Among other places, the Lars Larson interview appeared on FM News KXL and on iHeart Radio.
 

Thursday, April 19, 2018

It seems as if there’s no end of “scientific truths” that just ain’t so

Half the results published in peer-reviewed scientific journals are probably wrong 
write Peter Wood and David Randall in a Wall Street Journal piece entitled How Bad Is the Government’s Science? (thanks to Instapundit).
John Ioannidis, now a professor of medicine at Stanford, made headlines with that claim in 2005. Since then, researchers have confirmed his skepticism by trying—and often failing—to reproduce many influential journal articles.

 … It seems as if there’s no end of “scientific truths” that just aren’t so.

 … The chief cause of irreproducibility may be that scientists, whether wittingly or not, are fishing fake statistical significance out of noisy data. If a researcher looks long enough, he can turn any fluke correlation into a seemingly positive result. But other factors compound the problem: Scientists can make arbitrary decisions about research techniques, even changing procedures partway through an experiment. They are susceptible to groupthink and aren’t as skeptical of results that fit their biases. Negative results typically go into the file drawer. Exciting new findings are a route to tenure and fame, and there’s little reward for replication studies.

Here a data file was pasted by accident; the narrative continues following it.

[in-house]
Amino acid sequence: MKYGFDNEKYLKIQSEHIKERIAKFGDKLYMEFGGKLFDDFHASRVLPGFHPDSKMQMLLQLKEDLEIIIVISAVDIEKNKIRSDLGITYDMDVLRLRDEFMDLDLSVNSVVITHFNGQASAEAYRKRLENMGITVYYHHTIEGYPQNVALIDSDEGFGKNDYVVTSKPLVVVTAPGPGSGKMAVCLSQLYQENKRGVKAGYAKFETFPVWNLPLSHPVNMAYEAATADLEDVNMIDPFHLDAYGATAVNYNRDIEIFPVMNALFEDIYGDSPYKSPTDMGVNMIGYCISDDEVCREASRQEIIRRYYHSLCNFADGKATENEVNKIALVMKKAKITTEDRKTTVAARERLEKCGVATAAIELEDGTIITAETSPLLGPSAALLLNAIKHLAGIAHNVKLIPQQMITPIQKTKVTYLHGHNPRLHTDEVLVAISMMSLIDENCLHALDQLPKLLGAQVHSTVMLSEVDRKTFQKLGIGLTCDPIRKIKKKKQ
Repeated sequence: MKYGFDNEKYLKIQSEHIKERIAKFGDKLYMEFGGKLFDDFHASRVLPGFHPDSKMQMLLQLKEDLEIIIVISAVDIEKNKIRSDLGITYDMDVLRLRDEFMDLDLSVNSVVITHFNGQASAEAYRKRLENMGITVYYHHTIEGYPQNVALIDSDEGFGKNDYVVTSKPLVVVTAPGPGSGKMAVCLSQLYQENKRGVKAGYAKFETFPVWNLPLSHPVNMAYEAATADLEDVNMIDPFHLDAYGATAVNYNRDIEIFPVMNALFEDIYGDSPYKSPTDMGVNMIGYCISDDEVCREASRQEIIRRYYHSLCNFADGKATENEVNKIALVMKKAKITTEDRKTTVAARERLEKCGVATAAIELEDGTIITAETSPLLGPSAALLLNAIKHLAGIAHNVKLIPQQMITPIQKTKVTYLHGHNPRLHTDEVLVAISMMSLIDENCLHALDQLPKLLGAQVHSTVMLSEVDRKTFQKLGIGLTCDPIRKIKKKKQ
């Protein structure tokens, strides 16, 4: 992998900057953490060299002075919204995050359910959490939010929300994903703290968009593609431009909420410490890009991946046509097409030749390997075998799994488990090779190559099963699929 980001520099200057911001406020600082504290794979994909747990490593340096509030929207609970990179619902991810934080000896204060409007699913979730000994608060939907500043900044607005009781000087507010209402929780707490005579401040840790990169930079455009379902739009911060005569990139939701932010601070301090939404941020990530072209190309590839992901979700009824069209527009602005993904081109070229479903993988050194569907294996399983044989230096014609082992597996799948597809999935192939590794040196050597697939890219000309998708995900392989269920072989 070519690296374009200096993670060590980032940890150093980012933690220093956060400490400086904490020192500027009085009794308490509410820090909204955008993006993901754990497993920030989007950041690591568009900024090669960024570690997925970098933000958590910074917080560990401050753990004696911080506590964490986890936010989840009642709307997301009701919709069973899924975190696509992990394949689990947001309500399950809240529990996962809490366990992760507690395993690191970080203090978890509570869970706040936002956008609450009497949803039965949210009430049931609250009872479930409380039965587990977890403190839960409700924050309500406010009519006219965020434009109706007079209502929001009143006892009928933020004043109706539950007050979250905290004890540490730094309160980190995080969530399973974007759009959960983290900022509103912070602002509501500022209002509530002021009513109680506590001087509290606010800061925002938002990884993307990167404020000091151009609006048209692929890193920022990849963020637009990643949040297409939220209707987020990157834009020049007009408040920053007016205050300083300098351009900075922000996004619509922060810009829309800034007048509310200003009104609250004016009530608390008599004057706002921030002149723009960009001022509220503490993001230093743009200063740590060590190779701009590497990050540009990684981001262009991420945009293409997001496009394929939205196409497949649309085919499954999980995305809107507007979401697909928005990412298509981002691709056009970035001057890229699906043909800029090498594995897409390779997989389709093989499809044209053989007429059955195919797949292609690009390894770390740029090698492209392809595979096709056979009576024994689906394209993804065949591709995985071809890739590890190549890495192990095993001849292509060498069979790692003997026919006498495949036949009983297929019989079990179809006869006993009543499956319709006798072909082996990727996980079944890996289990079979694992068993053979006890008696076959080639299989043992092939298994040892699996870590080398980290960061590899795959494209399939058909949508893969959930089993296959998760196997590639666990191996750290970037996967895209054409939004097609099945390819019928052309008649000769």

… A deeper issue is that the irreproducibility crisis has remained largely invisible to the general public and policy makers. That’s a problem given how often the government relies on supposed scientific findings to inform its decisions. Every year the U.S. adds more laws and regulations that could be based on nothing more than statistical manipulations.

All government agencies should review the scientific justifications for their policies and regulations to ensure they meet strict reproducibility standards. The economics research that steers decisions at the Federal Reserve and the Treasury Department needs to be rechecked. The social psychology that informs education policy could be entirely irreproducible. The whole discipline of climate science is a farrago of unreliable statistics, arbitrary research techniques and politicized groupthink.
Mr. Wood is president of the National Association of Scholars. Mr. Randall is the NAS’s director of research and a co-author of its new report, “The Irreproducibility Crisis of Modern Science.”

Monday, April 16, 2018

"Do you realize I have not done a movie in 5 to 6 years? Why? Because I was totally blackballed by the … liberals in Hollywood," R Lee Ermey alleged; "They can destroy you. They're hateful people"